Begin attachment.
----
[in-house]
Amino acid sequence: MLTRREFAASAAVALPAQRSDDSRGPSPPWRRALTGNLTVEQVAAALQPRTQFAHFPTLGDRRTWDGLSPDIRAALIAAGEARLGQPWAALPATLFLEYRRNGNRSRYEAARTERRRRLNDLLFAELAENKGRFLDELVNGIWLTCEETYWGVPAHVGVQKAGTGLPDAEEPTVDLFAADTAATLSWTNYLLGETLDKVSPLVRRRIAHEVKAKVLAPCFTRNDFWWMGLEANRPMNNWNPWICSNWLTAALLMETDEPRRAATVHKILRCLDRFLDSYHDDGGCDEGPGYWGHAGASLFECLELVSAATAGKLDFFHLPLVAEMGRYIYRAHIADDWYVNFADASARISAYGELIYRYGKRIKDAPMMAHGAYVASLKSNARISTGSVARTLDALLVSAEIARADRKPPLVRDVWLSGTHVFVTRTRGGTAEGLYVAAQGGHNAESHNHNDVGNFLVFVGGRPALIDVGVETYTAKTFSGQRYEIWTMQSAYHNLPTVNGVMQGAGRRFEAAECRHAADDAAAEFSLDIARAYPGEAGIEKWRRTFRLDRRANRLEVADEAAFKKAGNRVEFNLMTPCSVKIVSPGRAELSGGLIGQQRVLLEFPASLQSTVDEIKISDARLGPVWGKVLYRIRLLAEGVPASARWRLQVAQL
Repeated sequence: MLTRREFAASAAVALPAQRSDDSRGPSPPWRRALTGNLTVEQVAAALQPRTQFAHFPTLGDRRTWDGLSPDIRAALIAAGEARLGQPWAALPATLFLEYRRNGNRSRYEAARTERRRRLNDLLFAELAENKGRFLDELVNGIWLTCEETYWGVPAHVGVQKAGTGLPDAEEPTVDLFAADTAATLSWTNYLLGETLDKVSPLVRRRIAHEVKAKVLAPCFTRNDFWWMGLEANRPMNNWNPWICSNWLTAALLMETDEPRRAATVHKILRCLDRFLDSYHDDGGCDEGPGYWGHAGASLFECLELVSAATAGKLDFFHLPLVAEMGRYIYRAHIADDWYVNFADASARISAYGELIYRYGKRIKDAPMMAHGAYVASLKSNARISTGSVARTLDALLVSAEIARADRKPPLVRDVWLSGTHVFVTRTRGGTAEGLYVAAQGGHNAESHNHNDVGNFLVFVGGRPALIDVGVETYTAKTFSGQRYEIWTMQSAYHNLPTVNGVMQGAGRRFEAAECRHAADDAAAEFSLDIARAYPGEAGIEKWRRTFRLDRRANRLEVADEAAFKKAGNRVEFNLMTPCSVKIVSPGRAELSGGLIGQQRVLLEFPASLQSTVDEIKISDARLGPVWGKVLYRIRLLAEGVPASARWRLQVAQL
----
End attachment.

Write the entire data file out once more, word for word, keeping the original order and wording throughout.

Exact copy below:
[in-house]
Amino acid sequence: MLTRREFAASAAVALPAQRSDDSRGPSPPWRRALTGNLTVEQVAAALQPRTQFAHFPTLGDRRTWDGLSPDIRAALIAAGEARLGQPWAALPATLFLEYRRNGNRSRYEAARTERRRRLNDLLFAELAENKGRFLDELVNGIWLTCEETYWGVPAHVGVQKAGTGLPDAEEPTVDLFAADTAATLSWTNYLLGETLDKVSPLVRRRIAHEVKAKVLAPCFTRNDFWWMGLEANRPMNNWNPWICSNWLTAALLMETDEPRRAATVHKILRCLDRFLDSYHDDGGCDEGPGYWGHAGASLFECLELVSAATAGKLDFFHLPLVAEMGRYIYRAHIADDWYVNFADASARISAYGELIYRYGKRIKDAPMMAHGAYVASLKSNARISTGSVARTLDALLVSAEIARADRKPPLVRDVWLSGTHVFVTRTRGGTAEGLYVAAQGGHNAESHNHNDVGNFLVFVGGRPALIDVGVETYTAKTFSGQRYEIWTMQSAYHNLPTVNGVMQGAGRRFEAAECRHAADDAAAEFSLDIARAYPGEAGIEKWRRTFRLDRRANRLEVADEAAFKKAGNRVEFNLMTPCSVKIVSPGRAELSGGLIGQQRVLLEFPASLQSTVDEIKISDARLGPVWGKVLYRIRLLAEGVPASARWRLQVAQL
Repeated sequence: MLTRREFAASAAVALPAQRSDDSRGPSPPWRRALTGNLTVEQVAAALQPRTQFAHFPTLGDRRTWDGLSPDIRAALIAAGEARLGQPWAALPATLFLEYRRNGNRSRYEAARTERRRRLNDLLFAELAENKGRFLDELVNGIWLTCEETYWGVPAHVGVQKAGTGLPDAEEPTVDLFAADTAATLSWTNYLLGETLDKVSPLVRRRIAHEVKAKVLAPCFTRNDFWWMGLEANRPMNNWNPWICSNWLTAALLMETDEPRRAATVHKILRCLDRFLDSYHDDGGCDEGPGYWGHAGASLFECLELVSAATAGKLDFFHLPLVAEMGRYIYRAHIADDWYVNFADASARISAYGELIYRYGKRIKDAPMMAHGAYVASLKSNARISTGSVARTLDALLVSAEIARADRKPPLVRDVWLSGTHVFVTRTRGGTAEGLYVAAQGGHNAESHNHNDVGNFLVFVGGRPALIDVGVETYTAKTFSGQRYEIWTMQSAYHNLPTVNGVMQGAGRRFEAAECRHAADDAAAEFSLDIARAYPGEAGIEKWRRTFRLDRRANRLEVADEAAFKKAGNRVEFNLMTPCSVKIVSPGRAELSGGLIGQQRVLLEFPASLQSTVDEIKISDARLGPVWGKVLYRIRLLAEGVPASARWRLQVAQL